Writing for the Web

Writing style guidelines for web content contributors

People don’t read word-by-word, instead they scan the page, picking out individual words and sentences and read only the first sentence of a paragraph.

Empirical research found that the most effective content is concise, scannable, and objective

Scannable text uses:

  • Highlighted keywords (hypertext links serve as one form of highlighting; typeface variations and color are others)
  • Meaningful sub-headings (not "clever" ones)
  • Bulleted lists
  • One idea per paragraph (users will skip over any additional ideas if they are not caught by the first few words in the paragraph)
  • The conclusion at the beginning
  • Half the word count (or less) than conventional writing
  • Objective writing, which is easier to understand and is more trusted than promotional writing.
  • Active voice for most web content
  • Passive voice for front-loading important keywords in headings, blurbs, and lead sentences


Jacob Nielsen http://www.useit.com/papers/webwriting/writing.html

Web Writing Guidelines

Write Short, Scannable Content

The number-one principle for the Web is simplicity. Quality Web design is about making life easier for the reader to find content and then making it easier for them to read that content.

Journalists have long written in this style, a style that tells the reader the most important root of information followed by supporting information, and concluding with more general background.

Desired word count range is 250-350 words on any content page, and should never exceed 450 words. If it exceeds that number, copy should be broken up into smaller "child" pages, or "Related Info" links.

Provide Focused, Step-by-Step Instructions

We must help users navigate our website. Whenever possible, guide the user's actions by helping them to focus on the decision-making process.

Organize information in the order that the user is likely to need it. By reducing distractions, the user can more easily find what they are looking for, or take specific action on something. Be clear about the choices offered by labeling links appropriately.

Our website service pages are well suited to this type of organization.

Write at the Appropriate Reading Level

Web copy should be written at the sixth to seventh grade reading level, and no more. We want to make it as easy for people to navigate our site as possible. We do not want our visitors to work hard to learn about us.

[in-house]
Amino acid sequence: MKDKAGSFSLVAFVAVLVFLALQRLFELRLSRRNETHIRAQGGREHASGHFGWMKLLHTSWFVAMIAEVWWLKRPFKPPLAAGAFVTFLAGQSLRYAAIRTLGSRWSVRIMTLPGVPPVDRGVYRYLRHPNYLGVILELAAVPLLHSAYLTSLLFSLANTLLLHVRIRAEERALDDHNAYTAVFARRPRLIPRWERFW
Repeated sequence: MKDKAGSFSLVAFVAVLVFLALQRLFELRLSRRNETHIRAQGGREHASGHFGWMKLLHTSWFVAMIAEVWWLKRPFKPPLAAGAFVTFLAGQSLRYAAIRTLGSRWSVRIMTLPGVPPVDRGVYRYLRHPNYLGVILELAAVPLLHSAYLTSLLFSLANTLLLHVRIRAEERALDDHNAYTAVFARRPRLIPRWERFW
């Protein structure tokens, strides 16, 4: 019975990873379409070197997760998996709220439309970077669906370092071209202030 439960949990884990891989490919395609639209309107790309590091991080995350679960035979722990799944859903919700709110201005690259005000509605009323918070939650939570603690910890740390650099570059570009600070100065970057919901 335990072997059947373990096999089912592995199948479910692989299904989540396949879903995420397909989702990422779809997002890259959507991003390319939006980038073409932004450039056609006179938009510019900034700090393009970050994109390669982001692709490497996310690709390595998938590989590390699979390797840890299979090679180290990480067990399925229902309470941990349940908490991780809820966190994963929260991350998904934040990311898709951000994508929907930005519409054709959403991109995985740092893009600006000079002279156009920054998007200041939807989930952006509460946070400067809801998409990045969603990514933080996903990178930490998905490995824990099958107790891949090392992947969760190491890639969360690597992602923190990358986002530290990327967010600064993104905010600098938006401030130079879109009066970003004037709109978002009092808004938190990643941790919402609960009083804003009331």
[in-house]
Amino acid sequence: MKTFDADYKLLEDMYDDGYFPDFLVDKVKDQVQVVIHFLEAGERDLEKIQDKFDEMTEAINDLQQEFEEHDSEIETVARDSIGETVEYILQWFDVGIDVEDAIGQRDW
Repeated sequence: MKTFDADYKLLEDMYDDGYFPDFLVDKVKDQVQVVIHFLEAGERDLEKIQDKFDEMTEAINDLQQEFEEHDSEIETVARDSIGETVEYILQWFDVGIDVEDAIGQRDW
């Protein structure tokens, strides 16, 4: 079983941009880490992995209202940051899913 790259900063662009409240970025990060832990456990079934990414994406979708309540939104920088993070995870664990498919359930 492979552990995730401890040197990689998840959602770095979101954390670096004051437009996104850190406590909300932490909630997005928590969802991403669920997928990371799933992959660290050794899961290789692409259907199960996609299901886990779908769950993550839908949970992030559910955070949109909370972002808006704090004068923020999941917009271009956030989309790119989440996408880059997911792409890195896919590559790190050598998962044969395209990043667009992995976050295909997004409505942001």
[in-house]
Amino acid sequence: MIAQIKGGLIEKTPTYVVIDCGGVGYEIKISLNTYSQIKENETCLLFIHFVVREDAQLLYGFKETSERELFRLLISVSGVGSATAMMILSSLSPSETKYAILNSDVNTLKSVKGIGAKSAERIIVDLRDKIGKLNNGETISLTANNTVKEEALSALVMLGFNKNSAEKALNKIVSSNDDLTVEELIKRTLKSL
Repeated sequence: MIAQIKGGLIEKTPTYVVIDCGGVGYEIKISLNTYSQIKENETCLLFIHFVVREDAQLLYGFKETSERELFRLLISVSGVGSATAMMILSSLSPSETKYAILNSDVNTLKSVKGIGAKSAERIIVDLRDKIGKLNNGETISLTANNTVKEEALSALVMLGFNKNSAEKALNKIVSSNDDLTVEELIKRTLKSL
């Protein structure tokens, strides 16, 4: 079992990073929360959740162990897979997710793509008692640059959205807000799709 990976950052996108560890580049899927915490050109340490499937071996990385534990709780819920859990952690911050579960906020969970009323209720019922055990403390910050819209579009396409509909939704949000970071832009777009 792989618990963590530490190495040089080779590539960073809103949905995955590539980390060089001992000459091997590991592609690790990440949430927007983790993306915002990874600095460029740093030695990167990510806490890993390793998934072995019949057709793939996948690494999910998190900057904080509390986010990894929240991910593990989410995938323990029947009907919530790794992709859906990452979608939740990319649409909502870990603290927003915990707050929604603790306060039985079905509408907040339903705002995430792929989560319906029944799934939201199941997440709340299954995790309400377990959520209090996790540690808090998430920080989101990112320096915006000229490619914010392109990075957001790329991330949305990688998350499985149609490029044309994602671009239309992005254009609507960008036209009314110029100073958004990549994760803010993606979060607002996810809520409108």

To find out what reading level you’re writing at, simply write your copy in MS Word, then select Tools → Options → Spelling & Grammar. Under Grammar, click "Show Readability Statistics," then run the Spelling & Grammar check. When it’s complete, a box called “Readability Statistics” will pop up. See the “Flesch-Kincaid Grade Level” at the bottom, which will give you the reading level statistic you’re looking for.

Include a Call to Action

Writing and links should always encourage users to take the next step.
Relevant calls to action can be worked right into the content to guide users on a path toward a transaction. Links and buttons can be used to prompt action.


  • Register now
  • Call now
  • Send us an e-mail
  • Apply today
  • Learn more
  • Download document

Clear Up Ambiguities

Many websites confuse users with vague language and instructions. Not only can these ambiguities be annoying, but they can also mean serious losses in readers.

For example, a button or link that takes users to an e-mail page with no instructions should say instead, "E-mail Your Request." This simple language change can make the difference between confusion and a transaction.

Also, limit use of jargon and acronyms – these confuse readers. If an acronym is needed, always spell it out on first reference.

Always Keep Your Reader in Mind

You must question every word and sentence by asking:

  • Is this clear?
  • Is there a simpler way to say this?
  • Is there a shorter way to say this?
  • Is this necessary?
  • Is my message and style appropriate?

Additional Tips for Great Web Copywriting

Know your audience

Who do you want to reach with your message? What’s important to them? How old are they? The more you understand your audience, the more targeted and relevant your message will be.

Clearly state your point

What information are you providing? Why should people care? What’s in it for them? What action are you trying to motivate?

Use a compelling headline

On average, five times as many people read your headline versus your body copy. If someone only reads the headline, will they know the point you want to get across? The headline should have an obvious “What’s in it for me?” message.

Write for the reader

Always keep the reader in mind. Do not just write to write. Think of your reader as busy, impatient people who are on the web to find out something.

Be direct, using active language. Don’t use passive voice

Passive voice weakens your message and it’s best to avoid it. Web copy should be
task-oriented, so people know exactly what to do next.


  • “Download document” (active) vs. “Participants should download document” (passive)
  • “Our city received an award” (active) vs. “Our city was chosen to receive an award” (passive)

Passive voice can sometimes be used to front-load important keywords in headings, blurbs, and lead sentences (see http://www.useit.com/alertbox/passive-voice.html) because readers seldom read past the first two words.

Keep your copy clean and concise

Have someone else read your message. Did they understand your point? Did they know what action to take next? Cut unnecessary words and consolidate ideas. See if you can get your text down to 30-50% of what you started with.

Weave keywords into your copy

Use key words and phrases that might be searched on and weave them into your copy. This will help boost your page rank with search engines like Google, Yahoo!, Bing, etc.

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